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Celtics Co-owner Wyc Grousbeck on How He and Danny Ainge Orchestrated the Brooklyn Trade

Grousbeck joined ‘The Bill Simmons Podcast’ to discuss the evolution of that deal and how it led to drafting Jayson Tatum

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One of the most lopsided trades in NBA history will finally come to an end this year when the Brooklyn Nets send the Boston Celtics the last first-round pick from a deal made in 2013. It sent Kevin Garnett, Paul Pierce, Jason Terry, and D.J. White to Brooklyn in exchange for five players of various skill levels, three first-round picks, and a pick swap in 2017. This week, Celtics co-owner Wyc Grousbeck joined The Bill Simmons Podcast to explain how he and Boston president of basketball operations Danny Ainge orchestrated that trade.

Listen to the full podcast here. This transcript has been edited and condensed.

Bill Simmons: What was the biggest … difference of opinion on a major move that you [and Ainge had]?

Wyc Grousbeck: I’m going to answer the question I want you to ask, which is about the Brooklyn trade and the way that went. Because it wasn’t a disagreement, but it was an evolution. As I recall — and Danny may remember slightly differently — but as I recall, he came to me with that deal on draft day [in 2013] and said, “We’re going to get two first-round picks from Brooklyn for [Garnett, Pierce, Terry, and White], and take on some contracts.” And I said, “OK, are [the picks] unprotected?” And he said, “Yes, in fact, they are.” I said, “Great. Let’s go get a third pick.” And he goes, “Whoa, whoa, whoa,” but, “All right, I’ll ask.” And he’s not afraid to ask, he wasn’t pushing back. But he went and asked, and he said, “Unbelievable. We got a third pick. This is great.” And I said, “Great. Go get a fourth pick. I think these guys have deal fever — we’re going to keep going until they say no. I think they’ve been told by ownership to get the deal done, so let’s go back.” And Danny sort of gave me a look, like I don’t want to lose the deal by pushing too hard. Normally we try to play down the middle of the road with people, [but] I said, “Go push aggressively for a fourth pick.”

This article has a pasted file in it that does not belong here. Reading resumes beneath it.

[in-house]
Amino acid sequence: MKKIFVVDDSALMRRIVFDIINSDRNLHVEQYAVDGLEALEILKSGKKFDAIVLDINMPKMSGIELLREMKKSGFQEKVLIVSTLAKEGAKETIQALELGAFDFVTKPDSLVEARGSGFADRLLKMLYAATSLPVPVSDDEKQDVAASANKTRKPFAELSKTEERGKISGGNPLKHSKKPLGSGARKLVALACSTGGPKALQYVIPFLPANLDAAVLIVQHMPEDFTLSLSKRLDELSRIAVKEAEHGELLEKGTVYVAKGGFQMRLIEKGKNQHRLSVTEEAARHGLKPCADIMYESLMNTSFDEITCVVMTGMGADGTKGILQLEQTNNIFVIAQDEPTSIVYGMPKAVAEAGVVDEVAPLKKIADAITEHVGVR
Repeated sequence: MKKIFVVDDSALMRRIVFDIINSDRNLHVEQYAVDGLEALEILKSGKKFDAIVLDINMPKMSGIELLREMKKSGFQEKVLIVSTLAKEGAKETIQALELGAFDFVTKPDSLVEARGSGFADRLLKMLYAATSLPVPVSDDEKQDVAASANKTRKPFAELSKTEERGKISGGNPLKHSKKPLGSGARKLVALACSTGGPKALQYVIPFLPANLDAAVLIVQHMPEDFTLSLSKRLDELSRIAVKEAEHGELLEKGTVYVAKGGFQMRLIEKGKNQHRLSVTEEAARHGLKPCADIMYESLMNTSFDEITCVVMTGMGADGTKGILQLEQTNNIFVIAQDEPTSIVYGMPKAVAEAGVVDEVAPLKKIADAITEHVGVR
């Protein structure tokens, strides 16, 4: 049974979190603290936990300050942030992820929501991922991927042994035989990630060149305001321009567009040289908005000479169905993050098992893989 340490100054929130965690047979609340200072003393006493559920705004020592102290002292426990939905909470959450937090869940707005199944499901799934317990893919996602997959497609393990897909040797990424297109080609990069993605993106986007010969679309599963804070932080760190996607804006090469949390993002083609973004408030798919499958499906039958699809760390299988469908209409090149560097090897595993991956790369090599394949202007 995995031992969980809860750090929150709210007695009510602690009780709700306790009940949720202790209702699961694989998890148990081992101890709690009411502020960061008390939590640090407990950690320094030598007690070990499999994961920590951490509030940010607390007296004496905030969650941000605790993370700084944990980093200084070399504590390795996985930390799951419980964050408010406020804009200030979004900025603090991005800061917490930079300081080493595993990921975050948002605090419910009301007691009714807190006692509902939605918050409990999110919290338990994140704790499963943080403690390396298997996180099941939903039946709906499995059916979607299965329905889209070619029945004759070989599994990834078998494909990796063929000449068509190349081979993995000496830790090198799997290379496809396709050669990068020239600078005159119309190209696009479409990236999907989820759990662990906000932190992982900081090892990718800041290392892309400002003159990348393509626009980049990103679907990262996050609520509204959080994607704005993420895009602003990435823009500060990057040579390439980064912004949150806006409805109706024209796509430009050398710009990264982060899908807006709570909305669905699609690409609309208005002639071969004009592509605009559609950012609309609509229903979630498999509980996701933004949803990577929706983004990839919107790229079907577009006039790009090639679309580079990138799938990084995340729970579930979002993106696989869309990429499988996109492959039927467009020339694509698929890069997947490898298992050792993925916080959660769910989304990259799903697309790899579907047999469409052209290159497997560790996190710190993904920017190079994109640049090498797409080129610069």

And so he went back, he came back to me and he said, “OK, you’ve got your wish. They’ve said no now … they’re not going to give us a fourth pick.” I said fine, make that fourth pick into a swap. Because swapping a pick doesn’t feel like you’re losing a pick. You still have a pick, and it’s pretty unlikely that we would be able to swap — that would mean we were better than they are. And we think they’re going to be pretty good with this trade. So just get the swap and call it a day. So we got that swap, and that swap turned into Jayson Tatum and another first-round pick — it turned into the number-one pick in [last] year’s draft [which was later traded to Philadelphia]. That’s how the Brooklyn trade evolved as I recall it, which was working together with Danny to get the best possible deal out of Brooklyn.

Simmons: I was doing the draft that year for ESPN, and we had no information other than that we were trading all these guys and getting these picks back. No idea if they were unprotected, didn’t know about the pick swap. And I went on TV and I was upset when the trade happened, because it seemed like we were getting these — I assumed — protected picks from the Nets, a team that was going to be a Finals contender, it seemed like. And then [when] the totality of the trade [came out] the next day, it was like, “Oh my god. Whoa, we got a pick swap too?”

Grousbeck: But to be fair, I don’t think any of us felt that Brooklyn wasn’t going to be a really good team for a reasonably long amount of time. So it didn’t look like it was an unfair trade in any way — it looked like they were ready to go with those guys, sort of like [when] we took Kevin [Garnett] and Ray [Allen] at certain times in their careers, and we wanted to make a run, and that was Brooklyn’s role. So I don’t want to disparage Brooklyn in any way. They made a move trying to go for it, and we made a move trying to rebuild.

Simmons: You caught a big break, though, in that trade about a year later, because they actually changed their mind-set of what they wanted to do with their team, and [Nets owner Mikhail] Prokhorov didn’t want to spend the tax anymore, and he just didn’t want to spend as much money on a contender. That all of a sudden swung the equation, because that first year after the trade they were a contender. People thought that was a team that might make the Finals. But then they switched directions … and that was the best thing that could have happened.